Animal Welfare Blog, Part II

Animal Welfare, Part II

 

Below is the second of a 3-part series of interviews with Ben Peyer, Director of Animal Welfare at Johnsonville, the parent company of SSR.  In this installment, we cover two big topics: pregnant sow housing and whether raising animals for food can be compatible with high animal well-being.

 

Q: Why do you think some animals get more attention in animal welfare issues than others (farms animals vs. insects vs. fish)?

 

A: It’s a combination of our intellectual belief about an animal’s capacity to suffer and our emotional connections with those animals.  Let’s look at two examples of animals that aren’t usually raised for food: dogs (on the one hand) and fruit flies (on the other).  Anyone who has had a dog as a companion has no problem understanding their dog’s state of mind.  Dogs are what they are because they understand us and make themselves understood by us.  In the same way, modern humans have evolved to understand, and to be understood by, dogs.  So we humans know for sure that dogs can suffer, and when a dog is suffering it affects us.  The disgust most people feel if they see or imagine a dog being abused is a sensory presence, like pain, rather than an emotion like sadness.

 

To contrast, fruit flies are inscrutable.  It’s certainly not obvious, from a scientific perspective, that fruit flies have the sorts of conscious experiences that could be thought of as suffering.  And if I try to empathize with a fruit fly, I can’t quite get there; there’s an empty spot in my mind where I tried to put that idea.

 

These are extreme examples that help clarify the attributes that matter.  Farm animals have their places on that same spectrum.  Pigs, who are like dogs in important ways, will – all things equal – get the most attention.  Crickets, who are raised for food in not-insignificant numbers, fall on the other end of the spectrum; their care and well-being get very little attention.

 

In recent years, animal advocacy groups have embraced the intellectual part of the equation by explicitly rejecting empathy as a criterion for choosing where to work.  As a result, much of their attention has moved to fish, who are difficult to empathize with but are raised and slaughtered in huge numbers without any thought given to their subjective well-being.  

 

Q: What are the most important animal welfare topics in the swine industry, and how is the industry addressing these concerns?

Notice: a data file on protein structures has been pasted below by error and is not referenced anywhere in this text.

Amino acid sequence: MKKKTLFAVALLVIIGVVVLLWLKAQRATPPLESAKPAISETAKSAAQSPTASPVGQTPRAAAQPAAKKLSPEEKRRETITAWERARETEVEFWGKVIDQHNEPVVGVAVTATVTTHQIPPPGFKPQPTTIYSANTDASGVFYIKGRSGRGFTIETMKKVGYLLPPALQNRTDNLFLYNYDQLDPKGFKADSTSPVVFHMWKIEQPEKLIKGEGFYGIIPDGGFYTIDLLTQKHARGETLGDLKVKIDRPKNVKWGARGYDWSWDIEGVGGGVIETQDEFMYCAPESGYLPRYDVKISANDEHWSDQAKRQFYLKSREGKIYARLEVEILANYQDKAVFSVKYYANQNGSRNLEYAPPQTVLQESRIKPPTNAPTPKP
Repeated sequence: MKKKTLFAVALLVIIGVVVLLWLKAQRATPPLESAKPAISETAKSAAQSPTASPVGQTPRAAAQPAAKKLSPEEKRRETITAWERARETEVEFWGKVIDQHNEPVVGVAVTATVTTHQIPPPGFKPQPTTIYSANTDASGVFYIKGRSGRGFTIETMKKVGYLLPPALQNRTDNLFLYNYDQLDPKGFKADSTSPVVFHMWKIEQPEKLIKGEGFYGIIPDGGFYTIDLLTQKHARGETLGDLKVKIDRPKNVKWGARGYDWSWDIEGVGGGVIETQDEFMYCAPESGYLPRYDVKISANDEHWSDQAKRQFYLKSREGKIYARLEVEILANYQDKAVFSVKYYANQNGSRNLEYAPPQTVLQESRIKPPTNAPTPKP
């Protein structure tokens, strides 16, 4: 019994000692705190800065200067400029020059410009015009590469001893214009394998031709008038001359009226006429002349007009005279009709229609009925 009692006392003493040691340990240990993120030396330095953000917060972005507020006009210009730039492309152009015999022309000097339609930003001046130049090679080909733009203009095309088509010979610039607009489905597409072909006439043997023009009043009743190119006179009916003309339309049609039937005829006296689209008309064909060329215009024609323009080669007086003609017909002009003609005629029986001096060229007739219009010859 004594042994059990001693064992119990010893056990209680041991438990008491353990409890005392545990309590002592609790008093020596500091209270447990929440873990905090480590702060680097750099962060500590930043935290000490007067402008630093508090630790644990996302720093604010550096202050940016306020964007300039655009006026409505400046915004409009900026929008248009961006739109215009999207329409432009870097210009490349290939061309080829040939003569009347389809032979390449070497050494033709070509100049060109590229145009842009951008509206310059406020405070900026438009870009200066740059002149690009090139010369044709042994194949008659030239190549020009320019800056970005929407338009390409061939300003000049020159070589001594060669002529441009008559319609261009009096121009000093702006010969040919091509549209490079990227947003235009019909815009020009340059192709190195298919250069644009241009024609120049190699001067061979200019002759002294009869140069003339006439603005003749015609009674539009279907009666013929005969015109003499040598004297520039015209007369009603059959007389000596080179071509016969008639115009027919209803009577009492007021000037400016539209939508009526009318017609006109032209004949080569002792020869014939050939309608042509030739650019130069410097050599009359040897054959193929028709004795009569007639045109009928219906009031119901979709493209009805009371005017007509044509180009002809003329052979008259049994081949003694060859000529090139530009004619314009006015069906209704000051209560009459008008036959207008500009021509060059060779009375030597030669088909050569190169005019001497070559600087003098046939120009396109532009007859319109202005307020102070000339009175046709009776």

A: The biggest issues in swine welfare are pregnant sow housing and so-called “routine mutilations” like castration and tail docking, which are typically performed without pain relief.  There are other issues, but these are the big ones.  The American Veterinary Medical Association has good summaries of these and other welfare concerns on its website.

 

Until the late 1970s, most sows were housed together in pens.  Pigs are social animals (like humans) but (also like humans) this doesn’t mean they’re always polite to one another. Conflicts over social hierarchy, food, and the best resting spots can make pens dangerous places to be, especially for those sows at the bottom of the social hierarchy, who are often injured, malnourished, and chronically stressed.  Keeping sows in groups can also make providing individual care difficult.  Moving sows to gestation stalls – individual pens, about 2.5 by 7 feet – is a way to avoid these problems and improve productivity, so the industry transitioned away from group housing.  By the early 2000’s, more than 90% of pregnant sows were kept in gestation stalls.

 

The higher productivity came at a serious cost: sows simply cannot have high subjective well-being while confined in a pen too small to allow any real movement, social interaction, or other behaviors central to pig-ness.  Because close confinement is what creates the “benefits” of gestation stalls, there is no way to change stalls in a way that solves the welfare problems they create.

 

Improvements to traditional group housing are available, however.  Conflict over social hierarchy can be minimized by keeping the same group of sows together for as long as possible.  Conflict over food can be minimized by practices that guarantee each animal will have access to their own rations, while at the same time allowing workers to care for individual sows.  And because wall space is prized – sows like having something to lean against, apparently – different pen configurations offer benefits here as well.